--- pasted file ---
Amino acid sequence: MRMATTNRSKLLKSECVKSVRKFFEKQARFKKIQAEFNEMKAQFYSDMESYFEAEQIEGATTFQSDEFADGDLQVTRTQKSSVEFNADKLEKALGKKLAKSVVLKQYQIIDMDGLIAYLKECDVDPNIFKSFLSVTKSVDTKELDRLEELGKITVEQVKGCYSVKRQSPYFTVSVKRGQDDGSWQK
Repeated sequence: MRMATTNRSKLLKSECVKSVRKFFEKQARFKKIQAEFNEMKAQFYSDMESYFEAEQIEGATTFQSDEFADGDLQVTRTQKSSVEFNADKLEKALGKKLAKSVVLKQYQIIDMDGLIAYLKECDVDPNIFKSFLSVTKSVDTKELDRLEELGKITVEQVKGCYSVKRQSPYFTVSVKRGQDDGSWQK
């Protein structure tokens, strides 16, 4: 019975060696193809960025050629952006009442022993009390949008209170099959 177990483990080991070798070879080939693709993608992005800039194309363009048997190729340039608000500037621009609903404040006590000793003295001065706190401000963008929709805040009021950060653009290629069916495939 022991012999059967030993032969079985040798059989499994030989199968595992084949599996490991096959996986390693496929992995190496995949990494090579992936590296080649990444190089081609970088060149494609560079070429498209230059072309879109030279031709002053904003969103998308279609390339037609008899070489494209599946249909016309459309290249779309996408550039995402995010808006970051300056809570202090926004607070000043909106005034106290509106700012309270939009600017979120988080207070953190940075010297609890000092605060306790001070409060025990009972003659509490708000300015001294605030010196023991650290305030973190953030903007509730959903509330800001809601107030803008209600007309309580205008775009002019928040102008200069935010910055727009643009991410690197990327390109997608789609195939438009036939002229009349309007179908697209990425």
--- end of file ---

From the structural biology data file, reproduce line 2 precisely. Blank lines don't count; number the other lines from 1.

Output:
Repeated sequence: MRMATTNRSKLLKSECVKSVRKFFEKQARFKKIQAEFNEMKAQFYSDMESYFEAEQIEGATTFQSDEFADGDLQVTRTQKSSVEFNADKLEKALGKKLAKSVVLKQYQIIDMDGLIAYLKECDVDPNIFKSFLSVTKSVDTKELDRLEELGKITVEQVKGCYSVKRQSPYFTVSVKRGQDDGSWQK